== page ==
My body v Me

My appointment on Wednesday at Sunderland Eye Infirmary regarding my severe floaters was a complete waste of time.  As there is “nothing wrong with my vision” the Consultant refused to even contemplate a vitrectomy (surgery to remove the vitreous gel in my eyes and replace it with clear fluid).  What I can’t get them to understand is that although my vision per se is fine I am having to look through a curtain of big, black, blurry blobs and it’s getting harder and harder to see anything.  They just regurgitate the standard “your brain will adjust” shite.  Why can they not understand that I’ve put up with this for 10 years now, it’s getting worse by the day and it is physically impossible to see through the large, dense floaters I now have in both eyes?


Recognising I wasn’t having any of the ‘brain adjusting’ crap, the Consultant tried a different tactic.  He explained that having hEDS means I’m already at risk of retinal detachment and sucking all the gel out of my eyes increases that risk even further and if my retina did detach it could cause permanent vision loss.  This I get, though it didn’t make me any less unhappy that, as usual, nothing could be done.  I’m soooooo fed up of being told nothing can be done.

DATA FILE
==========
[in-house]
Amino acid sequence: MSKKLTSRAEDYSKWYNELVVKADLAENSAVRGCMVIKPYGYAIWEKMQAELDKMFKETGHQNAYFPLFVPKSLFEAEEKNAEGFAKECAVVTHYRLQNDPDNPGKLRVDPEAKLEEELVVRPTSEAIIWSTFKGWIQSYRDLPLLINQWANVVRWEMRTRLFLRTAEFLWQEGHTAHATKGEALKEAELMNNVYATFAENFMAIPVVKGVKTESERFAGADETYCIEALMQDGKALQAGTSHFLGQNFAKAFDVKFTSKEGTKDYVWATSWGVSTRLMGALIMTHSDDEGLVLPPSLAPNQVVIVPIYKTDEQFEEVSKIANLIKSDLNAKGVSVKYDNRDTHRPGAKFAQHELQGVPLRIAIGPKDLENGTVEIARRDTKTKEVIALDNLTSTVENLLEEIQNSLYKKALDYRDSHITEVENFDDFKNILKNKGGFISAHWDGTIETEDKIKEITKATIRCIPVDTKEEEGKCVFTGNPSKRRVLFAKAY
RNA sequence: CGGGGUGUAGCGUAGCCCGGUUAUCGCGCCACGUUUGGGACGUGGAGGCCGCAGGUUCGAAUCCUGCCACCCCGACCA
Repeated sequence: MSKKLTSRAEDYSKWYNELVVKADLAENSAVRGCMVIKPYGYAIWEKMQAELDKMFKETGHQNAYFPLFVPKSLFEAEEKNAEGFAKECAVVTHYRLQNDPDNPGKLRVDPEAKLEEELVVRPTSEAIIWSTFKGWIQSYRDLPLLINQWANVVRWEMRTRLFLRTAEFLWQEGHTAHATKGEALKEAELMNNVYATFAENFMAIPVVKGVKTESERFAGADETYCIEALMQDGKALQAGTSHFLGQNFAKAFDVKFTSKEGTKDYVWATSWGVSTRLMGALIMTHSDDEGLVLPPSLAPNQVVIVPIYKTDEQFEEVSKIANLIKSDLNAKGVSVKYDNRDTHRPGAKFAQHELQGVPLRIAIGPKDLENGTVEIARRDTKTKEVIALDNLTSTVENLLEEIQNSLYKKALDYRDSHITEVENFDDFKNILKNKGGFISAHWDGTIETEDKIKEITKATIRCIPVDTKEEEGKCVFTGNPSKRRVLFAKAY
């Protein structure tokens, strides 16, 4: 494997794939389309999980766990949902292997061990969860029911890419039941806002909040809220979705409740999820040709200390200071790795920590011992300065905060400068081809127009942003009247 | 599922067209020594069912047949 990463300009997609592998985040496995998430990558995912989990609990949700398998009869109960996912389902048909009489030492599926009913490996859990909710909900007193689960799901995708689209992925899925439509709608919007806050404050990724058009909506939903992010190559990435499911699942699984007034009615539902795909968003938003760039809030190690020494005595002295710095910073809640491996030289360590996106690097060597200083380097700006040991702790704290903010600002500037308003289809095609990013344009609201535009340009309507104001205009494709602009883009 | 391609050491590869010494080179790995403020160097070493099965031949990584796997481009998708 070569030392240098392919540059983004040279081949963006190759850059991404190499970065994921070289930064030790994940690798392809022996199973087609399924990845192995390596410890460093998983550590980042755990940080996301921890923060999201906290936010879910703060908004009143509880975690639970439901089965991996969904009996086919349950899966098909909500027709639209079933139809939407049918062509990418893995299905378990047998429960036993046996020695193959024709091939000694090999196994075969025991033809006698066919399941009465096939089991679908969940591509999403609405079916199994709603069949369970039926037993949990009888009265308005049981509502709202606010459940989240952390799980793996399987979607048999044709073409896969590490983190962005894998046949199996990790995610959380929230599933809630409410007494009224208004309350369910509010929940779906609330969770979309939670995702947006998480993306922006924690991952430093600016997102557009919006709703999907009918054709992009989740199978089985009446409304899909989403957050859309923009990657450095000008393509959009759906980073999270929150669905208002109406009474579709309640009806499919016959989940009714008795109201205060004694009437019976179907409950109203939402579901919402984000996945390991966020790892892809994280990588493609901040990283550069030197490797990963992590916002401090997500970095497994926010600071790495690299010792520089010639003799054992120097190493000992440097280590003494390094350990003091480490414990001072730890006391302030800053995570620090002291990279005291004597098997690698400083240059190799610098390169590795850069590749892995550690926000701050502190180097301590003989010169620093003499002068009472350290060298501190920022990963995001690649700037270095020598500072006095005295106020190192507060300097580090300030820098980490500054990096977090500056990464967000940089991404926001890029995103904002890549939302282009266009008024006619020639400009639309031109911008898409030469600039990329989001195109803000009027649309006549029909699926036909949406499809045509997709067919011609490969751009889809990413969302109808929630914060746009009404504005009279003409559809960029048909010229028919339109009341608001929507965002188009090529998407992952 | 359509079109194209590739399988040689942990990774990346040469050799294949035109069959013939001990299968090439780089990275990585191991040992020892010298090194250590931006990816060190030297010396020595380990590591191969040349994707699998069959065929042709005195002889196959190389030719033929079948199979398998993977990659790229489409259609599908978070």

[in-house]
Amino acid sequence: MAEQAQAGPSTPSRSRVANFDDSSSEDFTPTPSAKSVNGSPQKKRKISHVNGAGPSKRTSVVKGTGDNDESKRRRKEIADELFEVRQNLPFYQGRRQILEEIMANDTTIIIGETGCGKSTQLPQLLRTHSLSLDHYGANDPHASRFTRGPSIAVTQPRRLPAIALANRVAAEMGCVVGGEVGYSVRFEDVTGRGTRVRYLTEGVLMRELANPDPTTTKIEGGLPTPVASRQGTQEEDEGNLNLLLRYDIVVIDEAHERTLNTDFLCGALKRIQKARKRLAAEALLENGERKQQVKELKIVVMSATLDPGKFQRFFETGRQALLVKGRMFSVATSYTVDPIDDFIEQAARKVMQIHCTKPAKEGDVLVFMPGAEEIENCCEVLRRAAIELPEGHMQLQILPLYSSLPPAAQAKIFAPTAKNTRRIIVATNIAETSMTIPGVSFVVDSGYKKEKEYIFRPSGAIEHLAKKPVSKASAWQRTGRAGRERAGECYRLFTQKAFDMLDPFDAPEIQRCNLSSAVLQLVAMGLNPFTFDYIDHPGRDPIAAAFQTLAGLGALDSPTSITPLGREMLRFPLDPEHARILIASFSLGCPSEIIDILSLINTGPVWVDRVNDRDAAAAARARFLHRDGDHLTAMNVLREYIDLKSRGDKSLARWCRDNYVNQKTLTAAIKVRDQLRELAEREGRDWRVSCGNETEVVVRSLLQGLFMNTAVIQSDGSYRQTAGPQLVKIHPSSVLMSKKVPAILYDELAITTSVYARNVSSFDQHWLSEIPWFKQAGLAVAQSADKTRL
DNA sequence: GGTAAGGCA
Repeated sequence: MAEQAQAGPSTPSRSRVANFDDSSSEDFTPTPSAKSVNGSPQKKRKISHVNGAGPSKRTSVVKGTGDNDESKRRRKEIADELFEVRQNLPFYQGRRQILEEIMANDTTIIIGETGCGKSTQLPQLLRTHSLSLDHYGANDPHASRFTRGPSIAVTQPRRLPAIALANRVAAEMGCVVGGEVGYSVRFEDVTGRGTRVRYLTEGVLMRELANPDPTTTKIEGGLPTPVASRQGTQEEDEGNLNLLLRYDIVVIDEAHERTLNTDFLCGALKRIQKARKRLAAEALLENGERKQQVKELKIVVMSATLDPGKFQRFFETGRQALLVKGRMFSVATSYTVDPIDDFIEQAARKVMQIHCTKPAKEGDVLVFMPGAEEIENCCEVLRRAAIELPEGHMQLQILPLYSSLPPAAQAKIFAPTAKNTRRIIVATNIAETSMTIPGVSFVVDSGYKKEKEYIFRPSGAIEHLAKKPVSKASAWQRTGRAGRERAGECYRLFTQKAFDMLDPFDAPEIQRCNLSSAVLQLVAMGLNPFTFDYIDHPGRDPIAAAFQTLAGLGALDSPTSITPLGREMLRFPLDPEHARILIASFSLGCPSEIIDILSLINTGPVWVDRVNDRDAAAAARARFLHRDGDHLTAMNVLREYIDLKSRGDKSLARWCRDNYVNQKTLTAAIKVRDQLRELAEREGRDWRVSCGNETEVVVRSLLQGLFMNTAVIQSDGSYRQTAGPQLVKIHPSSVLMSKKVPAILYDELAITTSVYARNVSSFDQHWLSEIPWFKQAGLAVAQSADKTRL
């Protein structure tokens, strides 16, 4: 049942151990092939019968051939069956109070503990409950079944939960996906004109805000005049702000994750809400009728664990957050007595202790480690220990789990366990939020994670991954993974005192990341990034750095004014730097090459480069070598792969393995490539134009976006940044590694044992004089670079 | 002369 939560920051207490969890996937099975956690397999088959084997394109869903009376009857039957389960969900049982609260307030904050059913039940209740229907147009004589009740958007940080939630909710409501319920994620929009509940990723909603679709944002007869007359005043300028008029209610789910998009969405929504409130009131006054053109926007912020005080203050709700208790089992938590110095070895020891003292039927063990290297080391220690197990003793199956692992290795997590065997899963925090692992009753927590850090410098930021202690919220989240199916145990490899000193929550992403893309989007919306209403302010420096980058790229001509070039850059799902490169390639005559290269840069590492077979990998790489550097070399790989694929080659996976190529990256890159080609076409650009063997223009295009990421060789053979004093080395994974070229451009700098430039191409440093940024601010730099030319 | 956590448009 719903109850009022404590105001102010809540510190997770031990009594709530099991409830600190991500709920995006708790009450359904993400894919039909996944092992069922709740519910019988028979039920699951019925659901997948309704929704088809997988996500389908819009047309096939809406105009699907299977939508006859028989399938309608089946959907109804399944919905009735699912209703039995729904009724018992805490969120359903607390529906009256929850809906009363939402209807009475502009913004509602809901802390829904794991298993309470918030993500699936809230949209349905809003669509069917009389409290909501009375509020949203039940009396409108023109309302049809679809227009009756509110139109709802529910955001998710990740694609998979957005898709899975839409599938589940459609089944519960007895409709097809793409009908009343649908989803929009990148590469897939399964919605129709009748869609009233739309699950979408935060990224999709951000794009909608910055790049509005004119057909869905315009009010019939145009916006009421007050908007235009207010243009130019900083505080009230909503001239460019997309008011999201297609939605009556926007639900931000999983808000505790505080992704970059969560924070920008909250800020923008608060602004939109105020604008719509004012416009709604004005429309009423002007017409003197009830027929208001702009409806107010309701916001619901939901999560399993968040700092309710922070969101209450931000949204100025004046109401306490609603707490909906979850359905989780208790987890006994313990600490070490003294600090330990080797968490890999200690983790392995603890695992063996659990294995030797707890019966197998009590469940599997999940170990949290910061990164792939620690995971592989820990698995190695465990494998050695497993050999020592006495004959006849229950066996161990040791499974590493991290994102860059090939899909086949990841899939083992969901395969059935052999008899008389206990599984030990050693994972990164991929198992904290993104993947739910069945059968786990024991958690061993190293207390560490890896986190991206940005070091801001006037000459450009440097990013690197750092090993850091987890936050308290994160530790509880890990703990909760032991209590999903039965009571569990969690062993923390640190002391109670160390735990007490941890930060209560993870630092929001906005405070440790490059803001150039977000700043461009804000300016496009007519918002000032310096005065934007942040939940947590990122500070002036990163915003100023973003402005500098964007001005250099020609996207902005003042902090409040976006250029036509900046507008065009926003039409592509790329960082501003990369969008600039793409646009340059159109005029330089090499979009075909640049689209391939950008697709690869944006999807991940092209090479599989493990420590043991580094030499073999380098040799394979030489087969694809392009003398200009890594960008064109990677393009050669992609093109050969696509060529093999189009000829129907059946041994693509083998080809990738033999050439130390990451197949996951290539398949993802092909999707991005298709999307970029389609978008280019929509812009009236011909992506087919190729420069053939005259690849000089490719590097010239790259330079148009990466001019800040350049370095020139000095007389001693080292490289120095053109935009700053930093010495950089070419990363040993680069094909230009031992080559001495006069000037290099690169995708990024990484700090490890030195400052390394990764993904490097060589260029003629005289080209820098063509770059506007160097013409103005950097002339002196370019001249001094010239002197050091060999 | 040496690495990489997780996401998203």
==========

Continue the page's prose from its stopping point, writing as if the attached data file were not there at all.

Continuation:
Whatever issue I have, treatment impacts on my other conditions – I can’t seem to help one disease without making another disease worse.  It drives me INSANE.

I have lived with truly horrendous migraines for a quarter of a century but can’t take drugs to prevent them as they cause my mast cells to kick off.

I have lived with truly horrendous endometriosis and adenomysosis pain since childhood but can’t take anything to stop my periods as the hormones cause my mast cells and my hEDS to kick off.  I desperately need a hysterectomy but the mere sight of the drugs needed for major surgery would cause my mast cells to kick off so badly they’d need a restraining order.

I can’t do physio, or stretches, to keep my ligaments strong, which would help my hEDS, because it causes my M.E. to kick off.

I can’t wear braces to stabilize my joints because they cause my MCAS to kick off.

I can’t wallow in self pity and binge on my favourite foods because they cause my HIT to kick off.

I can’t take pain killers because they cause my MCAS to kick off.  Neither can I do osteopathy, acupuncture, dry needling, chiropracty or any other form of complementary pain relief because it causes my MCAS to kick off.  I can’t even have a relaxing, soothing massage because that causes my M.E. to kick off.

I can’t take antihistamines for my MCAS because they make my MCAS kick off (oh the irony of that little gem).

And so on, ad nauseum.  It’s as if my body is determined to make me suffer and any attempt to change the status quo is met with absolute resistance.  You have to admire it for its determination.  Maybe I should nominate it for some kind of award, or suggest it gives a TED talk on how to succeed?  It’s certainly superb at what it does – it’s just a shame its forte is knowing how to keep me in a permanent state of pain and sickness.   Why couldn’t it have been world doughnut eating champion or be utterly irresistable to Hugh Jackman instead?!

So I am left, once again, to just get on with it.  If just getting on with it were a skill I’d have a dozen gold medals by now.